What is Biofeedback?
When you raise your hand to wave hello to a friend, or lift your knee to take another step on the Stairmaster, you control these actions. Other body functions -- like heart rate, skin temperature, and blood pressure -- are controlled involuntarily by your nervous system. You don't think about making your heart beat faster. It just happens in response to your environment, like when you're nervous, excited, or exercising.
A technique can help you gain more control over these normally involuntary functions. It's called biofeedback. The idea behind biofeedback is that, by harnessing the power of your mind and becoming aware of what's going on inside your body, you can gain more control over your health. Biofeedback promotes relaxation, which can help relieve a number of conditions that are related to stress. Biofeedback may be used to improve health, performance, and the physiological changes that often occur in conjunction with changes to thoughts, emotions, and behavior.
How Does Biofeedback Work?
During a biofeedback session a sensor is attached to your ear or finger. These sensors send signals to a monitor, which displays a sound, flash of light, or image that represents your heart and breathing rate, blood pressure, skin temperature, sweating, or muscle activity.
When you're under stress, these functions change. Your heart rate speeds up, your muscles tighten, your blood pressure rises, you start to sweat, and your breathing quickens. You can see these stress responses as they happen on the monitor, and then get immediate feedback as you try to stop them.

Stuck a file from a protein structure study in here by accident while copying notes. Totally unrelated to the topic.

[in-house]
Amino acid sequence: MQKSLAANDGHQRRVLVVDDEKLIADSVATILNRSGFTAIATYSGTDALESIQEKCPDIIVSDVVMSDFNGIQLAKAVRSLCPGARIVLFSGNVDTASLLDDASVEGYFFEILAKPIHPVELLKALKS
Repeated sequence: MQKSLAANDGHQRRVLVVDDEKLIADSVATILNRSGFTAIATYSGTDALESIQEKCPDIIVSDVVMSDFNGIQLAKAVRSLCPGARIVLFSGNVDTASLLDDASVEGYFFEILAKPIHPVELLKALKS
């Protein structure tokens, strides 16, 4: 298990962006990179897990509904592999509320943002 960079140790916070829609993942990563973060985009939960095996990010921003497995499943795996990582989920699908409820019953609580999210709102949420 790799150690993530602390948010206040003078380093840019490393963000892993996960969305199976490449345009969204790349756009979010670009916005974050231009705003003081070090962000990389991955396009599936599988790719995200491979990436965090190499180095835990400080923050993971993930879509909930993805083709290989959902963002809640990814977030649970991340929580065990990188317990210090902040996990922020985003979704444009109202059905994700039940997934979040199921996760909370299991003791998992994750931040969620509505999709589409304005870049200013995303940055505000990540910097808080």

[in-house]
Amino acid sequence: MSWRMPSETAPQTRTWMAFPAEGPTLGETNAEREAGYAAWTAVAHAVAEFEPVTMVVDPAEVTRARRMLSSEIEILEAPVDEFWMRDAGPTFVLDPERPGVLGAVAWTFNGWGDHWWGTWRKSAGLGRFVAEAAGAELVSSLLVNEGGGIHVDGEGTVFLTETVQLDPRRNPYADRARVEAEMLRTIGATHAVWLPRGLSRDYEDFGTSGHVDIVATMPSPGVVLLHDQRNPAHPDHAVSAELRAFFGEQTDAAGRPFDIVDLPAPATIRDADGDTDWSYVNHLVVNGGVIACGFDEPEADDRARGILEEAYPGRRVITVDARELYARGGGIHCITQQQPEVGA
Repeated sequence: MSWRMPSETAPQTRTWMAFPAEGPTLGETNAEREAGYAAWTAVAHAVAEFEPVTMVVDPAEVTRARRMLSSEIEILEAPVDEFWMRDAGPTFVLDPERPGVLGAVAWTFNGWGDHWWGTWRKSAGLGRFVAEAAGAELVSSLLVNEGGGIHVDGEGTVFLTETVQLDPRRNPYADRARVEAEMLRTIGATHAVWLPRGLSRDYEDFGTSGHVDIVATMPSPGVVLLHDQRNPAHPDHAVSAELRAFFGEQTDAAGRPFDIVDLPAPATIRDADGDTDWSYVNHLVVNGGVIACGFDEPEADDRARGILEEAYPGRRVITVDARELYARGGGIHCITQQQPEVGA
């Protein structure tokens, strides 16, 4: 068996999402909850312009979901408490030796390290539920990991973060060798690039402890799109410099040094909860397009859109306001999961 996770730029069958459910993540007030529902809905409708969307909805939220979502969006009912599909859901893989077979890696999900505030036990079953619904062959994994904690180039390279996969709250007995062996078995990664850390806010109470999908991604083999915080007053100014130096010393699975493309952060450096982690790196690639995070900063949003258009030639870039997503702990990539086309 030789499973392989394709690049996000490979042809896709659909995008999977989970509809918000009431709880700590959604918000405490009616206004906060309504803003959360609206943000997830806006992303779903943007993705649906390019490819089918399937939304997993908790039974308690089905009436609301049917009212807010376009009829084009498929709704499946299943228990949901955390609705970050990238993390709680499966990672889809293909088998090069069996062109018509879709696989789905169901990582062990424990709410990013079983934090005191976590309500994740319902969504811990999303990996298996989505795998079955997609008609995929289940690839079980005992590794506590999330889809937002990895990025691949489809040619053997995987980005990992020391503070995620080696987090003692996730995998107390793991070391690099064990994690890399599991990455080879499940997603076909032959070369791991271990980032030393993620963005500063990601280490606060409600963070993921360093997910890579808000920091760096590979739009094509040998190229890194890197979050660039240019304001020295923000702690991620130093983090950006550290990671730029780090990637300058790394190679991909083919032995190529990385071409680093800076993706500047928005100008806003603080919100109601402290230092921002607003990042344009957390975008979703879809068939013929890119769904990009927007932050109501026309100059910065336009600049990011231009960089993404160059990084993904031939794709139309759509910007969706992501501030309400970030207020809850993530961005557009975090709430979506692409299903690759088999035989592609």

As you slow your heart rate, lower your blood pressure, and ease muscle tension, you'll get instant feedback on the screen. A biofeedback technician helps you practice relaxation exercises, which you fine-tune to control different body functions. Eventually, you'll learn how to control these functions on your own, without the biofeedback equipment.
Biofeedback can help many different conditions. Here is a rundown of some biofeedback benefits:
Chronic Pain. By helping you identify tight muscles and then learn to relax those muscles, biofeedback may help relieve the discomfort of conditions like low back pain, abdominal pain, temporomandibular joint disorders (TMJ), and fibromyalgia. For pain relief, biofeedback can benefit people of all ages, from children to older adults.
Headaches. Headaches are one of the best-studied biofeedback uses. Muscle tension and stress can trigger migraines and other types of headaches, and can make headache symptoms worse. There is good evidence that biofeedback therapy can relax muscles and ease stress to reduce both the frequency and severity of headaches.
Anxiety. Anxiety relief is one of the most common uses of biofeedback. Biofeedback lets you become more aware of your body's responses when you're stressed and anxious. Then you can learn how to control those responses.
Other conditions that may benefit from re-balancing of the nervous system and learning self-regulation skills through biofeedback include:
· High Blood Pressure
· Muscle Spasms